Monday, August 17, 2009

Obamanopoly: Gov't. Tentacles Choking Consumers

Intro: A few years ago, while vacationing in New Hampshire, I stopped in one of its state-owned liquor stores to buy kosher wine for the upcoming Jewish holidays. I could not find any. But right across the state line, a privately owned Massachusetts liquor store that served the same communities had lots of choices.

Are the people who run the New Hampshire liquor stores prejudiced? No. They are bureaucrats. The difference between a bureaucrat and a retailer is profound: Retailers maximize profit by giving people better value for the money. A McKinsey Global Institute study credited retailing with 34% of the 1995-99 surge in U.S. labor productivity and for much of its growth through 2002. Consider the retailing innovations of convenient outlets such as eBay, Amazon, and Netflix, or the availability of inexpensive, stylish goods from the likes of Ikea and Target. U.S. retailers offer more than 170,000 book titles, 211 car models, and countless custom-designed PCs.

But maximizing consumers' choices and lowering prices are not among the incentives of the government employees who run state-owned liquor stores. Despite the power of monopoly retailers to extract volume discounts from wholesalers, researchers found no difference in prices between state and private liquor stores. Consumers were also slighted by the state stores' shorter operating hours, inconvenient locations, limited product availability, and restricted advertising. Some who wished to see lower rates of alcohol consumption had claimed that state ownership would achieve that, but it has not. Consumers instead adjusted their shopping habits, which meant they paid higher prices in the form of lost time and fewer alternatives.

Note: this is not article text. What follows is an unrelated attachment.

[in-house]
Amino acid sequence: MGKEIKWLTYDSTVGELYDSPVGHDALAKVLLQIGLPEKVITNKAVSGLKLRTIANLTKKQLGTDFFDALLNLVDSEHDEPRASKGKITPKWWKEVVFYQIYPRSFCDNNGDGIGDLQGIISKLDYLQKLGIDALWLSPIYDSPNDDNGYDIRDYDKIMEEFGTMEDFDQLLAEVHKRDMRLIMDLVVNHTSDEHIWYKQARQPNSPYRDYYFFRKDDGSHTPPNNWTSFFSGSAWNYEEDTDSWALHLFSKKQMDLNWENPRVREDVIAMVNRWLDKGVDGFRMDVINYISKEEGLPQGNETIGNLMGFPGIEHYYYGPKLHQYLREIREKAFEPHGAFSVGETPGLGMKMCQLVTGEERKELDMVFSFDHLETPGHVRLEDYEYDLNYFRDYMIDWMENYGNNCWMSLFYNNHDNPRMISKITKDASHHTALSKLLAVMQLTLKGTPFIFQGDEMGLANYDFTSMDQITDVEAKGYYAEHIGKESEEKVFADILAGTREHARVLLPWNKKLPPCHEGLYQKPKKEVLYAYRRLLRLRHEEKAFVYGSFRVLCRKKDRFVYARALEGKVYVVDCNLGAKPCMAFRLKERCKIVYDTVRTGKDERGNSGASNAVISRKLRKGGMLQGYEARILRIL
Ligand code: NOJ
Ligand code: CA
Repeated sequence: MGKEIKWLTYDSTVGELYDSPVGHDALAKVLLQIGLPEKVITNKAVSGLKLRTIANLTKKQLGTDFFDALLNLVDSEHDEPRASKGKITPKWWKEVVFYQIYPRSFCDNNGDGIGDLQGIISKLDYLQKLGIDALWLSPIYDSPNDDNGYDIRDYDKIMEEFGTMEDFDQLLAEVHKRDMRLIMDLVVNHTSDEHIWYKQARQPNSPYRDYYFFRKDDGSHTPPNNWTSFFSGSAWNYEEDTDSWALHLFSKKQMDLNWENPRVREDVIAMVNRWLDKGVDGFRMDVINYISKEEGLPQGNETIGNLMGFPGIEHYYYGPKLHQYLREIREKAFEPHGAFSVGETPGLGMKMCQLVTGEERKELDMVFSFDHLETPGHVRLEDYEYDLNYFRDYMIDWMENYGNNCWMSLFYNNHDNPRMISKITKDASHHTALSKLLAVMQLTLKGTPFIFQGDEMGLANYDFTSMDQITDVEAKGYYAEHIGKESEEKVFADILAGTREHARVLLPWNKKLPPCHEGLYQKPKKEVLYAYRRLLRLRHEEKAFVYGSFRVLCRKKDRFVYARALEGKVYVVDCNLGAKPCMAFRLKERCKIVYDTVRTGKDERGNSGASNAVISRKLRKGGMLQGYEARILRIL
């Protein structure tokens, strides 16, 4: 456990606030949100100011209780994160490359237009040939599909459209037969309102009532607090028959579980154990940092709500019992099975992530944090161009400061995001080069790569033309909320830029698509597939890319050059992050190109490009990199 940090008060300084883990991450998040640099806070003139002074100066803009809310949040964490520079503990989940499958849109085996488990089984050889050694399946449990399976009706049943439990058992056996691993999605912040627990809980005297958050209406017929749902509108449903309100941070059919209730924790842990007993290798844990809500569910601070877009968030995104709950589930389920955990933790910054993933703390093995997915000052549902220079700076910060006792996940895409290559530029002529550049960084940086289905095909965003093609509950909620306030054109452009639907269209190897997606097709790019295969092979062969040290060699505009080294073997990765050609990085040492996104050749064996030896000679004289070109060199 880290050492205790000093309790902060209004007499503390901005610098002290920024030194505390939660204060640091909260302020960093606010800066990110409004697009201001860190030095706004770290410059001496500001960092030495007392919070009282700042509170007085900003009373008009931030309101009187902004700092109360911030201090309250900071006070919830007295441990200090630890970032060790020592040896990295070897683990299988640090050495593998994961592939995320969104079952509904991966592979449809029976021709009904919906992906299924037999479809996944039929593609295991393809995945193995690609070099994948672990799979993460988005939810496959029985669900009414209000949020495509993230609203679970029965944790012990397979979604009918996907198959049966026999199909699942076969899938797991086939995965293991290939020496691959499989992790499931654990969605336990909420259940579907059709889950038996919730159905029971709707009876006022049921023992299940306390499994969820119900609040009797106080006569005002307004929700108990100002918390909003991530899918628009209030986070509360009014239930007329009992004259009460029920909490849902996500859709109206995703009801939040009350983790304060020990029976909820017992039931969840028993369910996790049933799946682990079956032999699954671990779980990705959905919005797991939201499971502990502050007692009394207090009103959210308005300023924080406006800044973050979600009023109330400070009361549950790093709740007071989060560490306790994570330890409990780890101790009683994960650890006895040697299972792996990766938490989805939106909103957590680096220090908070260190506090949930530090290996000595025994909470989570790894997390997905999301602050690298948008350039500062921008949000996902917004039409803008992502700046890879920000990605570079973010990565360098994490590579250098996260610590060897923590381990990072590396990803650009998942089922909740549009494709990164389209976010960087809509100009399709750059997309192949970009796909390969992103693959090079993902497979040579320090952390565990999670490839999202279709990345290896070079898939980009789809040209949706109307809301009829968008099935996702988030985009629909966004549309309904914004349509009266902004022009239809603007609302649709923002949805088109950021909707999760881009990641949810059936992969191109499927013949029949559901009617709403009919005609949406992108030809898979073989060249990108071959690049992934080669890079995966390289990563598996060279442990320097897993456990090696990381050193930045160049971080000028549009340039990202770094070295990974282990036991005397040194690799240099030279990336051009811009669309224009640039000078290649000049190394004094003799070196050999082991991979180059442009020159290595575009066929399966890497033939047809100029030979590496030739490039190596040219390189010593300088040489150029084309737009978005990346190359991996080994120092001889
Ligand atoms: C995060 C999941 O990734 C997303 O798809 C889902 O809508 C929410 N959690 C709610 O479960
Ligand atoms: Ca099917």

In short, state-run stores don't work very well. So why do almost all the current plans to reform health care include a monopoly health-insurance store operated by the federal or state governments?

Conclusion: The government's proper role in health insurance is to help subsidize those who cannot afford it, to ensure transparency so that people can shop intelligently, and to prosecute fraud, abuse, and anti-competitive behavior. But the government should not create a state-run market that inevitably will limit competition, inflate costs, and prevent innovation. As in the rest of the economy, the American public should shop for itself.

~"Obamanopoly, by Regina Herzlinger, professor of business at Harvard University, in the National Review

Thanks to Tom Hemphill.

Originally posted at Carpe Diem.


At 8/17/2009 10:08 PM, Blogger spencer said...

But on the other hand the NH state run stores carry my brand of scotch and few private stores in Mass carry it.

So which is a better measure of the stores meeting consumer demand -- my brand of scotch or your specialty wine.

Not only do they carry my scotch, but they sell it cheaper than I can buy it in the duty free shop in Heathrow.

Does your private store beat that.

At 8/19/2009 4:22 AM, Blogger juandos said...

Conclusion: The government's proper role in health insurance is to help subsidize those who cannot afford it...

What a thoroughly bizzare conclusion!

What part of the Constitution says this is government's role?


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